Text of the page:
A Christian Science perspective.

My big brother was my hero. High on the list of reasons was his military service as a US Army pilot during World War II, shuttling supplies between China and India in a C-46 aircraft. The route took him high over the Himalayas, the highest mountains in the world. He was proud to serve his country, but rarely mentioned it. Then one day he quietly began to tell my sister and me (just school kids during the war years) about a dark night when the plane he was flying almost crashed in that cold, isolated mountainous area.

The aircraft was heavily loaded. At an extreme altitude, the wings began to ice over. That had happened often before, but never so quickly. He had always had time to maintain just enough altitude to clear the mountains. Not this time. The accumulating ice was adding excess weight so rapidly that he knew he had to make a choice. He could either gamble with the lives of the crew, trying to make it to base, or he must jettison the cargo. He quickly decided in favor of the men’s safety. The whole load was dropped into that remote area. The plane regained altitude and finally landed safely with the crew intact.

That dramatic experience brought home an important moral lesson that has helped me countless times. Often the load we need to dump is not useful equipment but mental and emotional clutter. Long after the war ended, I still carried a heavy weight of childish resentment toward the enmity that always thrives in warfare. That enmity, I finally realized, was wrong intention and mad ambition thrust upon the world, but to me it had become a personal issue – I was carrying mental baggage involving the countries where the conflict was initiated. It was a heavy emotional load to carry, and I didn’t know how to jettison it.

When I was introduced to Christian Science, I ran across an article written by Mary Baker Eddy called “Love Your Enemies” ("Miscellaneous Writings 1883-1896," pp. 8-13). It was a succinct summary of the commandment of Christ Jesus to love God with all our hearts and our neighbor as ourselves (see Matthew 22:35-40). His teaching and healing work made it abundantly clear that it’s easy enough to love those who love you back. But if we’re serious about following his healing example, we’re not at liberty to pick and choose which neighbor we think is worth loving. Although we don’t concur with their wrongdoing, we love our enemies, too, whether they’re next door or halfway around the world. I knew that in order to follow that profound Christian command, the battle would be with myself, not with my neighbor.

“Science and Health with Key to the Scriptures,” by Mrs. Eddy was telling me how to fight that battle. “Christian Science commands man to master the propensities, – to hold hatred in abeyance with kindness, to conquer lust with chastity, revenge with charity, and to overcome deceit with honesty. Choke these errors in their early stages, if you would not cherish an army of conspirators against health, happiness, and success” (p. 405). In those spiritual qualities I had all the equipment I needed to jettison the mental baggage.  This prayerful action was strengthening me by conquering the enemy within.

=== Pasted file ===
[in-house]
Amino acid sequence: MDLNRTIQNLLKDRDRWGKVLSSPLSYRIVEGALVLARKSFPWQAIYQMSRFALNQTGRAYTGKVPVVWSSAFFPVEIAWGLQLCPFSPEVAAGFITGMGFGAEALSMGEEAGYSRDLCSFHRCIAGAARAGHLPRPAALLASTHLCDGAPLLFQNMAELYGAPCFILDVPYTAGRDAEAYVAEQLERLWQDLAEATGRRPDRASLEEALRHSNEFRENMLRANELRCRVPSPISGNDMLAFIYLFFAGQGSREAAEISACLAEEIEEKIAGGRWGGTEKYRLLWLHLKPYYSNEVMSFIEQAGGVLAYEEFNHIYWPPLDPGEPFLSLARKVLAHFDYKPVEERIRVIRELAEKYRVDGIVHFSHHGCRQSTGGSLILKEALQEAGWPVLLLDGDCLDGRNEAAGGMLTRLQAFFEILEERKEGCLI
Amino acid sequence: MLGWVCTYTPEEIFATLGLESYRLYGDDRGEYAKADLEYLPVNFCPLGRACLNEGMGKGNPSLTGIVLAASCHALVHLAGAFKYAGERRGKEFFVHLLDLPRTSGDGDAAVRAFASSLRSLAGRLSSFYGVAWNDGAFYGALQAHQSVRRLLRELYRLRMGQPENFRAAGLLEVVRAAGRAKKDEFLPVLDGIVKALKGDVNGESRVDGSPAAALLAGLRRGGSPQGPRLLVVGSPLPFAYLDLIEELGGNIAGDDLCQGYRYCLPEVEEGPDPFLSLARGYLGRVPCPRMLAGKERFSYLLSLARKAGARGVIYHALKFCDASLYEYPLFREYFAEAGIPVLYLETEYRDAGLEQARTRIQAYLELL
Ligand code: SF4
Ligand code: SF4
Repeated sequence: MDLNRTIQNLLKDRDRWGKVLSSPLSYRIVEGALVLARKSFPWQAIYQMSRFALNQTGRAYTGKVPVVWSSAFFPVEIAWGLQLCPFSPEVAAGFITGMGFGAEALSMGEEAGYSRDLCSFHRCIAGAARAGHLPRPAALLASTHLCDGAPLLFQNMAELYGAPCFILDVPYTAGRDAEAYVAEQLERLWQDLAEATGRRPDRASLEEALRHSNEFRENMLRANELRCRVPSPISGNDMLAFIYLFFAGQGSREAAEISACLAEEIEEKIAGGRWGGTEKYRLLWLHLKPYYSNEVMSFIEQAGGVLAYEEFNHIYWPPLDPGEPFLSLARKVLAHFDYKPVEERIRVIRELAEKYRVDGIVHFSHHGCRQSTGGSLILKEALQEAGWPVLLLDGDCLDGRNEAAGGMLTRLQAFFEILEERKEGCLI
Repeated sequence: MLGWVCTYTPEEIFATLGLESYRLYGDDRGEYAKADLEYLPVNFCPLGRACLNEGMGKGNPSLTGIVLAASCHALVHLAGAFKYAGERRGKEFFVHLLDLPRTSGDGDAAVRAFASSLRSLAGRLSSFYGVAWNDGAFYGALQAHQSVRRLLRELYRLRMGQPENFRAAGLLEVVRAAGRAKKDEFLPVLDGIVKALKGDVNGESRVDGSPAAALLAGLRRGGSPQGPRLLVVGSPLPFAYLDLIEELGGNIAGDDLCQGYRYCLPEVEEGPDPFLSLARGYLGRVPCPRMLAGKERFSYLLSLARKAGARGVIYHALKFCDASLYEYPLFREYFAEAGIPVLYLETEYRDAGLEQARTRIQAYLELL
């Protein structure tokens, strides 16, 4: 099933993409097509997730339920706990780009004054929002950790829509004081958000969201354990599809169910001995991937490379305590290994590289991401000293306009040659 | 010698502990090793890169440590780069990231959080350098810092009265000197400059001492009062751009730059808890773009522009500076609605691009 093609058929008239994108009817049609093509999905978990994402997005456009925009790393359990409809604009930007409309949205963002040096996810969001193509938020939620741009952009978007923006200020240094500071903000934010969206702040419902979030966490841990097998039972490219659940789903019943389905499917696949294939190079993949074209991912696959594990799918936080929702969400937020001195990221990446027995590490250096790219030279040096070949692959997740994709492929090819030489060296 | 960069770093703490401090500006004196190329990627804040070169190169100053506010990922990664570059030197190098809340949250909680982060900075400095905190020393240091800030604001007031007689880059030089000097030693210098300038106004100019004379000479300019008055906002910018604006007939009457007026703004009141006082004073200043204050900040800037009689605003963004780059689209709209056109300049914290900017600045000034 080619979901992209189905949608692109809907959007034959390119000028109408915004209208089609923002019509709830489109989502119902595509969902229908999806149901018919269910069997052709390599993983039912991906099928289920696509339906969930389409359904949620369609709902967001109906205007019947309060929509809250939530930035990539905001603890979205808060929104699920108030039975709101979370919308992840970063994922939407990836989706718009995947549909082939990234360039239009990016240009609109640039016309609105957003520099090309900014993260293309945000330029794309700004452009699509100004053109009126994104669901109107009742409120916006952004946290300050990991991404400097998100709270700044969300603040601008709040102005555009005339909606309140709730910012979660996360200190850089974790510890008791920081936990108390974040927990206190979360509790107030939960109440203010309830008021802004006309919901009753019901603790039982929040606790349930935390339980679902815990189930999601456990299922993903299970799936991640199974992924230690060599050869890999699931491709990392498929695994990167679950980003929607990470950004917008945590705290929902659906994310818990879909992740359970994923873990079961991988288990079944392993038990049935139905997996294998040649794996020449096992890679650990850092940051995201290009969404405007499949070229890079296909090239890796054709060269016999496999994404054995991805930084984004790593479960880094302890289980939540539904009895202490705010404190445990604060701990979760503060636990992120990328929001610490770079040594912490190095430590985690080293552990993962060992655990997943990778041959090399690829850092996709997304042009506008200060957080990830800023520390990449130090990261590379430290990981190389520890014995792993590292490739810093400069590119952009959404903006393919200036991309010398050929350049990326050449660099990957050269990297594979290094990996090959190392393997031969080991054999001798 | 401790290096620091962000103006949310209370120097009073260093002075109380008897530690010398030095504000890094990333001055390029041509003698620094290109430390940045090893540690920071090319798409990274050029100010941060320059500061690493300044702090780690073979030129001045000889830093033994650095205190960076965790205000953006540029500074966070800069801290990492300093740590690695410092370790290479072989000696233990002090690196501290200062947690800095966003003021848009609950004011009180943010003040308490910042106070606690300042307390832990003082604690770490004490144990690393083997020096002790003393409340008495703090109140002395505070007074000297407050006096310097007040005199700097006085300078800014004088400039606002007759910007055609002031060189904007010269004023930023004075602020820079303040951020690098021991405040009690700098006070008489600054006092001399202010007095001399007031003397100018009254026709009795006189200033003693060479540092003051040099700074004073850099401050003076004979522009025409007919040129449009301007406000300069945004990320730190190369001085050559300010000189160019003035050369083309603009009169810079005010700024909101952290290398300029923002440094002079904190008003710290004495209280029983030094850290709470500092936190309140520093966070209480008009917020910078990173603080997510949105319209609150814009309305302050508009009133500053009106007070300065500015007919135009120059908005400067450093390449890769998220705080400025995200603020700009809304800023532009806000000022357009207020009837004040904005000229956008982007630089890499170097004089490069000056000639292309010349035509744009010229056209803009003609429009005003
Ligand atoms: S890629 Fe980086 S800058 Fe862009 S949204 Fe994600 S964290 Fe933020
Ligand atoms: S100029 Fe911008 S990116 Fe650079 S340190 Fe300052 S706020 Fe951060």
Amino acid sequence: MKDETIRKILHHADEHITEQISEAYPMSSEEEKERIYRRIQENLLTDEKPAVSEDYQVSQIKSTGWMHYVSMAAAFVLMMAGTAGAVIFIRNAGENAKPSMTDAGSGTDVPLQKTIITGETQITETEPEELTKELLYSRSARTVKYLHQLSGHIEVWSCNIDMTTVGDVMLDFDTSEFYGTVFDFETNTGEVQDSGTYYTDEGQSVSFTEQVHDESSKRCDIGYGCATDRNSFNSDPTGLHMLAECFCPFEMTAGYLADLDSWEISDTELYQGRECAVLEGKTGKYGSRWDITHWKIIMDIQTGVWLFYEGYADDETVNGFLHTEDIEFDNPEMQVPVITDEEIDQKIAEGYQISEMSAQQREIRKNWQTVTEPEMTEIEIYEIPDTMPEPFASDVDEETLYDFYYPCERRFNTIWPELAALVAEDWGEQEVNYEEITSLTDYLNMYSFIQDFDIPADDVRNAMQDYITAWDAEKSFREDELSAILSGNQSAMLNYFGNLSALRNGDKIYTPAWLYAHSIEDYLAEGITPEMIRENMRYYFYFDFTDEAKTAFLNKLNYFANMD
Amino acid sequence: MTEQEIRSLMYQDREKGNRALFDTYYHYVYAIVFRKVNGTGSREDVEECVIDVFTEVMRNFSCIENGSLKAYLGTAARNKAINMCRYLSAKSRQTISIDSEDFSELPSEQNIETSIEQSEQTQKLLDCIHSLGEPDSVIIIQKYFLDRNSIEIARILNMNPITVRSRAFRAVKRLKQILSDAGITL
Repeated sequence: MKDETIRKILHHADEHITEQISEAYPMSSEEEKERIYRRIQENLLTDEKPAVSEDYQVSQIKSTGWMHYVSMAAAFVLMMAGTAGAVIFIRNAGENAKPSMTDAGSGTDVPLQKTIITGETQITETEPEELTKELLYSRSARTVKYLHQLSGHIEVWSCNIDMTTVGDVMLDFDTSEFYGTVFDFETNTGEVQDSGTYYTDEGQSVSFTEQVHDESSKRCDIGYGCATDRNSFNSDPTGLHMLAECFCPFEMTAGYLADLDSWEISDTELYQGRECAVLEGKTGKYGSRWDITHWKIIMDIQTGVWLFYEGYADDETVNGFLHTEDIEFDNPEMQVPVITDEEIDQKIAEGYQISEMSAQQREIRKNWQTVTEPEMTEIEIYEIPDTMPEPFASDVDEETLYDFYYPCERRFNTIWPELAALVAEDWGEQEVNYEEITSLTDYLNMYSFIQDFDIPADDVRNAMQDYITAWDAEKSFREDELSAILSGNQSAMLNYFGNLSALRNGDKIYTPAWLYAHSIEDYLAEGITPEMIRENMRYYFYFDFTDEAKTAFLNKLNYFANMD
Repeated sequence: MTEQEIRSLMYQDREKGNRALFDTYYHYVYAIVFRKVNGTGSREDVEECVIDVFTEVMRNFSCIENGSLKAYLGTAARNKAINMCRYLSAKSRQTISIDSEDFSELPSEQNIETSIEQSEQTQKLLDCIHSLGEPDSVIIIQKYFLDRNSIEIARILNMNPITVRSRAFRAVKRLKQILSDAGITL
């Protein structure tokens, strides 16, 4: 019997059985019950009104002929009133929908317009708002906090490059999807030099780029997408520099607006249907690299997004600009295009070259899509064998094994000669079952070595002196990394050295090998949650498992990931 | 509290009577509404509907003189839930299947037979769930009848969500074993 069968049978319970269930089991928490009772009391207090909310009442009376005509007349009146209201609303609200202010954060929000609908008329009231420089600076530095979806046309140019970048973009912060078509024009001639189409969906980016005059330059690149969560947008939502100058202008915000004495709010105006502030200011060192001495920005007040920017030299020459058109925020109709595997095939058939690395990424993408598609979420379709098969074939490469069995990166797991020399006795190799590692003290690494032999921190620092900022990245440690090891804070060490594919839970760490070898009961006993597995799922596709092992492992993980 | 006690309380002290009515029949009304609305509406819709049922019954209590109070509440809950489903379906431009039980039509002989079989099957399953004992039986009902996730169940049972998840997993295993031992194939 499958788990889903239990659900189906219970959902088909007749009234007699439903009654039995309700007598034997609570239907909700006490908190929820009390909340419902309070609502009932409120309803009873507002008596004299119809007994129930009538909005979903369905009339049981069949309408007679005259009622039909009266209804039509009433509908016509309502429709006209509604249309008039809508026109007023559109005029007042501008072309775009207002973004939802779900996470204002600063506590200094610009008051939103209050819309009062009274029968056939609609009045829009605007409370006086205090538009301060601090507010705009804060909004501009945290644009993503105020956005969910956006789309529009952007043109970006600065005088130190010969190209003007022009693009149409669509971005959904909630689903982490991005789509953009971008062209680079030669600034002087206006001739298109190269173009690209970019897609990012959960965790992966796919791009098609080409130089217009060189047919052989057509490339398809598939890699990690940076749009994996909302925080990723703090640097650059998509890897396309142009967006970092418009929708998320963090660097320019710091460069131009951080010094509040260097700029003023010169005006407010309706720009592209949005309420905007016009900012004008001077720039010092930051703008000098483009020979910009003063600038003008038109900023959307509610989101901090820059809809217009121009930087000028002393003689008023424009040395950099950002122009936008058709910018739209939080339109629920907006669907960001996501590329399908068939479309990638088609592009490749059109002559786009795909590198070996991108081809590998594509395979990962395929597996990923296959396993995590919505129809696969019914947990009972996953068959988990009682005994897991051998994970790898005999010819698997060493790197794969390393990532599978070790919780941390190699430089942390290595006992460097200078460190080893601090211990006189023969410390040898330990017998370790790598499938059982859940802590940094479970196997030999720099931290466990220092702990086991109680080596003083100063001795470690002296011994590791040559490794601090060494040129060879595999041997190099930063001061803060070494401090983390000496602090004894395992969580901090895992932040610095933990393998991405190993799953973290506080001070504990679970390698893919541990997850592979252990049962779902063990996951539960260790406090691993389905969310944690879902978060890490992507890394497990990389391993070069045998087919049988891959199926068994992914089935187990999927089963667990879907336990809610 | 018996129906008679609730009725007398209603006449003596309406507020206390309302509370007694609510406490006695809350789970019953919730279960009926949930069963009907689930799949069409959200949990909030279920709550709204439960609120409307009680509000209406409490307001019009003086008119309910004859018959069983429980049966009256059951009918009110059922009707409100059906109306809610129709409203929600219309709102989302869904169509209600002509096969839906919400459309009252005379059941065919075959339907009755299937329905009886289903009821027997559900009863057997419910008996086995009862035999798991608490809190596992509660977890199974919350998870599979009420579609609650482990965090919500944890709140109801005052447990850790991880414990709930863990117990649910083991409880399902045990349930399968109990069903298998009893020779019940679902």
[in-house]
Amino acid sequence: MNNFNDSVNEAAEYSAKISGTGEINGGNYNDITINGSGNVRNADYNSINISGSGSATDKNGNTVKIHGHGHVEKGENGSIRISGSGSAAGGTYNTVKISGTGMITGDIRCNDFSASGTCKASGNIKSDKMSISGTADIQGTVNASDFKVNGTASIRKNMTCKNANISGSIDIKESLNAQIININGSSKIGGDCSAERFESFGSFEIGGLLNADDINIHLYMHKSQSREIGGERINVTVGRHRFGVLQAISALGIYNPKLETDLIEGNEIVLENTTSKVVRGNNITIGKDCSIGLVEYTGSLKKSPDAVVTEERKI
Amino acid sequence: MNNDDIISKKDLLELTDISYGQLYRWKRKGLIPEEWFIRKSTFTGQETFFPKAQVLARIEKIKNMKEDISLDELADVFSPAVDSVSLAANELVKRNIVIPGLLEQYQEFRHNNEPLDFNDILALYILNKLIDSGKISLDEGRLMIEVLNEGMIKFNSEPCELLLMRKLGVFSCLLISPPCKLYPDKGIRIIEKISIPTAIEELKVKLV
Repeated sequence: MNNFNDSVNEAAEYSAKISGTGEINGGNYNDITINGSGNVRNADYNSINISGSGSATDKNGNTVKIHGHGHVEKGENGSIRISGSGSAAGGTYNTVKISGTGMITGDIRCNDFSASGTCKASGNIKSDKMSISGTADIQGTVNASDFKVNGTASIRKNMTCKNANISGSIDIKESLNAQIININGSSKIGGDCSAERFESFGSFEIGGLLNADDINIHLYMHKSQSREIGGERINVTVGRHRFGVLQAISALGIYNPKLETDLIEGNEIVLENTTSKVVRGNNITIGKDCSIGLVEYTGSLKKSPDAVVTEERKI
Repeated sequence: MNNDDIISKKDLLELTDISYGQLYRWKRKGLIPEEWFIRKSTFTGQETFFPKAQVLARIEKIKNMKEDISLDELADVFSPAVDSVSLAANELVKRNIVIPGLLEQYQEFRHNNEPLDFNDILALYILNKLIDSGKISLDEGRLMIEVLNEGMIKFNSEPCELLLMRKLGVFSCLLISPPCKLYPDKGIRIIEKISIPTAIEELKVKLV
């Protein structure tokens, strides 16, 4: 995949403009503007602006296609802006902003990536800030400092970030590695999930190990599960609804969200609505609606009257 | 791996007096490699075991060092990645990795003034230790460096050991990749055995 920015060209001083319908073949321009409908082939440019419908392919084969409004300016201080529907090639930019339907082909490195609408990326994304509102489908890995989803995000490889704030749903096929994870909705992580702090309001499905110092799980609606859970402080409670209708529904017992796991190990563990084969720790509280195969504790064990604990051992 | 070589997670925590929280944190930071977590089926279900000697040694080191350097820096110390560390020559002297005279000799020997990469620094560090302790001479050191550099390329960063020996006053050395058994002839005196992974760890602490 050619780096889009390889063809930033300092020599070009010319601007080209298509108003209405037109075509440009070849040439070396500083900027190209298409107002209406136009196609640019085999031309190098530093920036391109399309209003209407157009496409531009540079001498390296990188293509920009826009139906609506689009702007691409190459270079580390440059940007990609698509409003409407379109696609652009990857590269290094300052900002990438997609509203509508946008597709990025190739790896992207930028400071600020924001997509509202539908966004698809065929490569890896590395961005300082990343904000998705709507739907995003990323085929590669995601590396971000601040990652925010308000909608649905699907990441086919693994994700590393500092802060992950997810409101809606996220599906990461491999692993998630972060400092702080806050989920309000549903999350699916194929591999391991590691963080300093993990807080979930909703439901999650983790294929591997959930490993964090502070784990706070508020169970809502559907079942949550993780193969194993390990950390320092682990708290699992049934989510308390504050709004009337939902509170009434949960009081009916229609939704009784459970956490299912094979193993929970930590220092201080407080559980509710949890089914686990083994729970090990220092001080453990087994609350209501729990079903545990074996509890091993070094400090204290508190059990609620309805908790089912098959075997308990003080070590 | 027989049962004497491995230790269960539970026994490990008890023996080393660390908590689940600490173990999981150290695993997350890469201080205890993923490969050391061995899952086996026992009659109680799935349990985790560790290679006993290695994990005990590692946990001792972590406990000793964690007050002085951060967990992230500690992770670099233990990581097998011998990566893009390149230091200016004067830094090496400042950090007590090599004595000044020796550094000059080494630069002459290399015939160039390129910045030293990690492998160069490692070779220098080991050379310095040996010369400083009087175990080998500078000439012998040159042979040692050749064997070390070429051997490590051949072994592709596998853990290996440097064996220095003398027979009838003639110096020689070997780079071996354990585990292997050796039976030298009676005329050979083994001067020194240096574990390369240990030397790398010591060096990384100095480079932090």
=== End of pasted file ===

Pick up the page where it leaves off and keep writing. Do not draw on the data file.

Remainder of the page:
What a genuine, refreshing relief it was to lighten the load of barriers that separate neighbor from neighbor. Whether it’s differences in background, culture, race, religion, or politics that weigh us down, what sweet freedom it is to maintain the safe altitude of simply loving my neighbor. That lesson prevented a good many emotional crashes that might have resulted from carrying the dead weight of enmity.

My brother is no longer with us, but he’s still my hero. Whenever I meet a veteran, I can feel my deiced heart overflowing with the warmth of gratitude for the unselfish service, the quiet courage, the strength, and the lessons I learn from each one. In every veteran, I see my brother, my sister. My hero.
  

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Dear Reader,

About a year ago, I happened upon this statement about the Monitor in the Harvard Business Review – under the charming heading of “do things that don’t interest you”:

“Many things that end up” being meaningful, writes social scientist Joseph Grenny, “have come from conference workshops, articles, or online videos that began as a chore and ended with an insight. My work in Kenya, for example, was heavily influenced by a Christian Science Monitor article I had forced myself to read 10 years earlier. Sometimes, we call things ‘boring’ simply because they lie outside the box we are currently in.”

If you were to come up with a punchline to a joke about the Monitor, that would probably be it. We’re seen as being global, fair, insightful, and perhaps a bit too earnest. We’re the bran muffin of journalism.

But you know what? We change lives. And I’m going to argue that we change lives precisely because we force open that too-small box that most human beings think they live in.

The Monitor is a peculiar little publication that’s hard for the world to figure out. We’re run by a church, but we’re not only for church members and we’re not about converting people. We’re known as being fair even as the world becomes as polarized as at any time since the newspaper’s founding in 1908.

We have a mission beyond circulation, we want to bridge divides. We’re about kicking down the door of thought everywhere and saying, “You are bigger and more capable than you realize. And we can prove it.”

If you’re looking for bran muffin journalism, you can subscribe to the Monitor for $15. You’ll get the Monitor Weekly magazine, the Monitor Daily email, and unlimited access to CSMonitor.com.